Thus your Lordship will know that the cape nearest to Ireland is 1800 miles west of Dursey Head which is in Ireland, and the southernmost part of the Island of the Seven Cities is west of Bordeaux River, and your Lordship will know that he landed at only one spot of the mainland, near the place where land was first sighted, and they disembarked there with a crucifix and raised banners with the arms of the Holy Father and those of the King of England, my master; and they found tall trees of the kind masts are made, and other smaller trees, and the country is very rich in grass. In that particular spot, as I told your Lordship, they found a trail that went inland, they saw a site where a fire had been made, they saw manure of animals which they thought to be farm animals, and they saw a stick half a yard long pierced at both ends, carved and painted with brazil, and by such signs they believe the land to be inhabited.
Since he was with just a few people, he did not dare advance inland beyond the shooting distance of a crossbow, and after taking in fresh water he returned to his ship. All along the coast they found many fish like those which in Iceland are dried in the open and sold in England and other countries, and these fish are called in English ‘stockfish’; and thus following the shore they saw two forms running on land one after the other, but they could not tell if they were human beings or animals; and it seemed to them that there were fields where they thought might also be villages, and they saw a forest whose foliage looked beautiful.
They left England toward the end of May, and must have been on the way 35 days before sighting land; the wind was east-north-east and the sea calm going and coming back, except for one day when he ran into a storm two or three days before finding land; and going so far out, his compass needle failed to point north and marked two rhumbs below. They spent about one month discovering the coast and from the above mentioned cape of the mainland which is nearest to Ireland, they returned to the coast of Europe in fifteen days.
They had the wind behind them, and he reached Brittany because the sailors confused him, saying that he was heading too far north. From there he came to Bristol, and he went to see the King to report to him all the above mentioned; and the King granted him an annual pension of twenty pounds sterling to sustain himself until the time comes when more will be known of this business, since with God’s help it is hoped to push through plans for exploring the said land more thoroughly next year with ten or twelve vessels—because in his voyage he had only one ship of fifty toneles and twenty men and food for seven or eight months—and they want to carry out this new project. It is considered certain that the cape of the said land was found and discovered in the past by the men from Bristol who found ‘Brasil’ as your Lordship well knows. It was called the Island of Brasil, and it is assumed and believed to be the mainland that the men from Bristol found.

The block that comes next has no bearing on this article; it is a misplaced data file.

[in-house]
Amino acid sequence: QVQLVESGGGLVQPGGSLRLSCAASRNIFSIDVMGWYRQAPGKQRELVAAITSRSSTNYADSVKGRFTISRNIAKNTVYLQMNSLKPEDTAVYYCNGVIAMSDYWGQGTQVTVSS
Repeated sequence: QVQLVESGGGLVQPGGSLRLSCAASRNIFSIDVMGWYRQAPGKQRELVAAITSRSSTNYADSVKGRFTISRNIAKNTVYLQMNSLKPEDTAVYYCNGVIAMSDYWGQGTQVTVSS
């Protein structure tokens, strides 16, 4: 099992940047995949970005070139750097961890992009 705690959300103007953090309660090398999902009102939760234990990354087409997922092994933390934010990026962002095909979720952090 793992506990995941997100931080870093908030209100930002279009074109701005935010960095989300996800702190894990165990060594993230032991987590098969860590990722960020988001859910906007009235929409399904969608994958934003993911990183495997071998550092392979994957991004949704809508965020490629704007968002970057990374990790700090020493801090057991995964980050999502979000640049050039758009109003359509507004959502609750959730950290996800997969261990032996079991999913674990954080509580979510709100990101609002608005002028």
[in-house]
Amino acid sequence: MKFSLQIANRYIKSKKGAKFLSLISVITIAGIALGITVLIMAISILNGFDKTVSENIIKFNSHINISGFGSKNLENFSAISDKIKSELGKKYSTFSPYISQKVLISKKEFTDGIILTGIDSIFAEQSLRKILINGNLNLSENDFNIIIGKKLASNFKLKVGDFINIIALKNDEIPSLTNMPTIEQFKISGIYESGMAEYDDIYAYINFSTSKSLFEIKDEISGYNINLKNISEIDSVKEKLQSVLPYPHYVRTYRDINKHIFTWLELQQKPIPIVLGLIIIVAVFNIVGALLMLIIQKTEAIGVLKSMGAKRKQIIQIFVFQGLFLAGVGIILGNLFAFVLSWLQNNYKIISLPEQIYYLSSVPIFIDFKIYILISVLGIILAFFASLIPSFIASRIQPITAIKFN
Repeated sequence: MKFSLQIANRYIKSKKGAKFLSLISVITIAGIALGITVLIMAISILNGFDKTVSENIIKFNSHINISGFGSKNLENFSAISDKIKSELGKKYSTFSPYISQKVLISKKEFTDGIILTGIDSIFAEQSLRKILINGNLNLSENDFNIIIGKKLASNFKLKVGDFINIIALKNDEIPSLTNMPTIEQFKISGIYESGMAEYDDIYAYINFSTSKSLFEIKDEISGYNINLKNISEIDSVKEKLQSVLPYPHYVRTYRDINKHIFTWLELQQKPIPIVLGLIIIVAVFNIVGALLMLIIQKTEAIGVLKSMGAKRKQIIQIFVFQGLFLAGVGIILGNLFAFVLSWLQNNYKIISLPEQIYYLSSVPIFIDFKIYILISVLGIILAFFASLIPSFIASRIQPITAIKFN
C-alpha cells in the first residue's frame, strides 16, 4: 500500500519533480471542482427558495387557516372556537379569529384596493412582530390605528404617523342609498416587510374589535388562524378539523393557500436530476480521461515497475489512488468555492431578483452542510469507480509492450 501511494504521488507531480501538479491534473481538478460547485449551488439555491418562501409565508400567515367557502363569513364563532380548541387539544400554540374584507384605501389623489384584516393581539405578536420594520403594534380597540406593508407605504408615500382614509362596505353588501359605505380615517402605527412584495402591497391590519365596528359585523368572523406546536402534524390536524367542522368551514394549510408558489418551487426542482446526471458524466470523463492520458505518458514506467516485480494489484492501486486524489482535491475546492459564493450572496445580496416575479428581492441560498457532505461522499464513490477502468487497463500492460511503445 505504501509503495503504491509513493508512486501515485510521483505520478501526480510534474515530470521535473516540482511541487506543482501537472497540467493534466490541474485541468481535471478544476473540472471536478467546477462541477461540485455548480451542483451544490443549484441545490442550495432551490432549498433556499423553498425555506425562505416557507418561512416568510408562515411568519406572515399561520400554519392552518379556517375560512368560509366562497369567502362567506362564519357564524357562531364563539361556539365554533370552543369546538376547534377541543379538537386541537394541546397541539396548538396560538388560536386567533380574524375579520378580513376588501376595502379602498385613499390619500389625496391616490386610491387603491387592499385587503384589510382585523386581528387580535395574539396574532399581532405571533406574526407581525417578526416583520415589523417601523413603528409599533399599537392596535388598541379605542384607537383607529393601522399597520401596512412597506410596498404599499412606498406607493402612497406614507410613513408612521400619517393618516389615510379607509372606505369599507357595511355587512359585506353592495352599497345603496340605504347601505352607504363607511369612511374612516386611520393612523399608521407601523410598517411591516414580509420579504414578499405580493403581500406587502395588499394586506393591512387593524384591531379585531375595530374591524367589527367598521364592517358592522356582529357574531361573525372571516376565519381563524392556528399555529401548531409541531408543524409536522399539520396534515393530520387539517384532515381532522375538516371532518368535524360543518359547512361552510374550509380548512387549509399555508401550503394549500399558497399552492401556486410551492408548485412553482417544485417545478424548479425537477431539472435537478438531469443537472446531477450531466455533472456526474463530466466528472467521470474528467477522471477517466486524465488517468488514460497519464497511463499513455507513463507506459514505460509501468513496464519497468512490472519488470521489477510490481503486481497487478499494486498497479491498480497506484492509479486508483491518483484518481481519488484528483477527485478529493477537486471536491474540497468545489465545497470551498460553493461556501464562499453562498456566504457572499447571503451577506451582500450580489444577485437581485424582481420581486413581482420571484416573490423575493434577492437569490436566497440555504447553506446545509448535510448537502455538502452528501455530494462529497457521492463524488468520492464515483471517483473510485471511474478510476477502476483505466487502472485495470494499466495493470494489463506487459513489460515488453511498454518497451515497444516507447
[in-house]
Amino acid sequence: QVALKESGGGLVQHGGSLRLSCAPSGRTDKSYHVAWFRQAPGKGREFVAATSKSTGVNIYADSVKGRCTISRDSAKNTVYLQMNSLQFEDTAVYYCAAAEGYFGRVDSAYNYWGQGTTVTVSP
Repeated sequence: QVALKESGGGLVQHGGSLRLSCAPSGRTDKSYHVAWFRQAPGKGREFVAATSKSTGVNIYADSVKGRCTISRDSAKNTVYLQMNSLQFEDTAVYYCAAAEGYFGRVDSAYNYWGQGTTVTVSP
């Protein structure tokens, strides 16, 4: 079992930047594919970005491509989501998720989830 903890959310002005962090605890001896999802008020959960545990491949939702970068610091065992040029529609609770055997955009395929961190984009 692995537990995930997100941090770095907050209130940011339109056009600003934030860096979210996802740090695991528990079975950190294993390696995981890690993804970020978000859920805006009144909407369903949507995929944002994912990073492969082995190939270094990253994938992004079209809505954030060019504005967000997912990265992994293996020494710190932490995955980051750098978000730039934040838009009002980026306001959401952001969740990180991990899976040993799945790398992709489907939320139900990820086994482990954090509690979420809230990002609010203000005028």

[It’s worth pausing here to note that this appears to suggest that men from Bristol had already found America before Cabot did. The ‘Island of Brasil’ was a mythical place unrelated to what we know as Brazil.]
Since your Lordship wants information relating to the first voyage, here is what happened: he went with one ship, his crew confused him, he was short of supplies and ran into bad weather, and he decided to turn back.
Magnificent Lord, as to other things pertaining to the case, I would like to serve your Lordship if I were not prevented in doing so by occupations of great importance relating to shipments and deeds for England which must be attended to at once and which keep me from serving you: but rest assured, Magnificent Lord, of my desire and natural intention to serve you, and when I find myself in other circumstances and more at leisure, I will take pains to do so; and when I get news from England about the matters referred to above—for I am sure that everything has to come to my knowledge—I will inform your Lordship of all that would not be prejudicial to the King my master…
Henry VII himself referred to Cabot’s place of arrival as the “new founde land”, and ever since it has been associated with Newfoundland in Canada, partly on the basis of what little detail that Day/Say provides – although in truth the precise part of North America where Cabot landed is a mystery. Another mystery is his third voyage. With the king’s blessing (and funding), Cabot went west again in May 1498 with a small fleet – but whether he arrived in America (and possibly even settled there) or survived to return is not known for certain. (Meanwhile John’s son Sebastian became a notable explorer in his own right.) Ruddock’s own research found possible evidence that John did make it back, but she died in 2005 and her papers were destroyed. Research continues!